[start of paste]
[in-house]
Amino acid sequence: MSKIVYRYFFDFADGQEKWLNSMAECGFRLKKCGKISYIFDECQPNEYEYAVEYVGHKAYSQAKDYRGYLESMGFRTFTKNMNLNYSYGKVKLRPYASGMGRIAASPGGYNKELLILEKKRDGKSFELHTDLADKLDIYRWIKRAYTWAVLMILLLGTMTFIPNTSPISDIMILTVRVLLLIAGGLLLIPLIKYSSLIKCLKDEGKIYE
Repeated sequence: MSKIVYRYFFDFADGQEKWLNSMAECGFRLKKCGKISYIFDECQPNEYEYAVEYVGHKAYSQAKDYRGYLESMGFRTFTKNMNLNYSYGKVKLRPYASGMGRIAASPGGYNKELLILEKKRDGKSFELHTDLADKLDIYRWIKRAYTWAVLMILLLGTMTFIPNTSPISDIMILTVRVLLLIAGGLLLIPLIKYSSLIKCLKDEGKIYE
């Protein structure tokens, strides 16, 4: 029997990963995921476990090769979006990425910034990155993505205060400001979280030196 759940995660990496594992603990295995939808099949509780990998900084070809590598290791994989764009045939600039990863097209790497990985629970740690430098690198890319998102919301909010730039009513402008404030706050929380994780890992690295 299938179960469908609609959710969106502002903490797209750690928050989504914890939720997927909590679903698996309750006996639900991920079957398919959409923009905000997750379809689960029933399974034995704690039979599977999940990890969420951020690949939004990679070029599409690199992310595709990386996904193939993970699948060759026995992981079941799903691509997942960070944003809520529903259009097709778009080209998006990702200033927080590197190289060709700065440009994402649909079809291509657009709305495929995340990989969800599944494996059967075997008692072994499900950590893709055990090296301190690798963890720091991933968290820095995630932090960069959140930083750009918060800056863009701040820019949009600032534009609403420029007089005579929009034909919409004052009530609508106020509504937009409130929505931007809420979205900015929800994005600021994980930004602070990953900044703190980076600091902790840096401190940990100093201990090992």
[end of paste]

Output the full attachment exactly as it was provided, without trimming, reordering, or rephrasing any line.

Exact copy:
[in-house]
Amino acid sequence: MSKIVYRYFFDFADGQEKWLNSMAECGFRLKKCGKISYIFDECQPNEYEYAVEYVGHKAYSQAKDYRGYLESMGFRTFTKNMNLNYSYGKVKLRPYASGMGRIAASPGGYNKELLILEKKRDGKSFELHTDLADKLDIYRWIKRAYTWAVLMILLLGTMTFIPNTSPISDIMILTVRVLLLIAGGLLLIPLIKYSSLIKCLKDEGKIYE
Repeated sequence: MSKIVYRYFFDFADGQEKWLNSMAECGFRLKKCGKISYIFDECQPNEYEYAVEYVGHKAYSQAKDYRGYLESMGFRTFTKNMNLNYSYGKVKLRPYASGMGRIAASPGGYNKELLILEKKRDGKSFELHTDLADKLDIYRWIKRAYTWAVLMILLLGTMTFIPNTSPISDIMILTVRVLLLIAGGLLLIPLIKYSSLIKCLKDEGKIYE
């Protein structure tokens, strides 16, 4: 029997990963995921476990090769979006990425910034990155993505205060400001979280030196 759940995660990496594992603990295995939808099949509780990998900084070809590598290791994989764009045939600039990863097209790497990985629970740690430098690198890319998102919301909010730039009513402008404030706050929380994780890992690295 299938179960469908609609959710969106502002903490797209750690928050989504914890939720997927909590679903698996309750006996639900991920079957398919959409923009905000997750379809689960029933399974034995704690039979599977999940990890969420951020690949939004990679070029599409690199992310595709990386996904193939993970699948060759026995992981079941799903691509997942960070944003809520529903259009097709778009080209998006990702200033927080590197190289060709700065440009994402649909079809291509657009709305495929995340990989969800599944494996059967075997008692072994499900950590893709055990090296301190690798963890720091991933968290820095995630932090960069959140930083750009918060800056863009701040820019949009600032534009609403420029007089005579929009034909919409004052009530609508106020509504937009409130929505931007809420979205900015929800994005600021994980930004602070990953900044703190980076600091902790840096401190940990100093201990090992």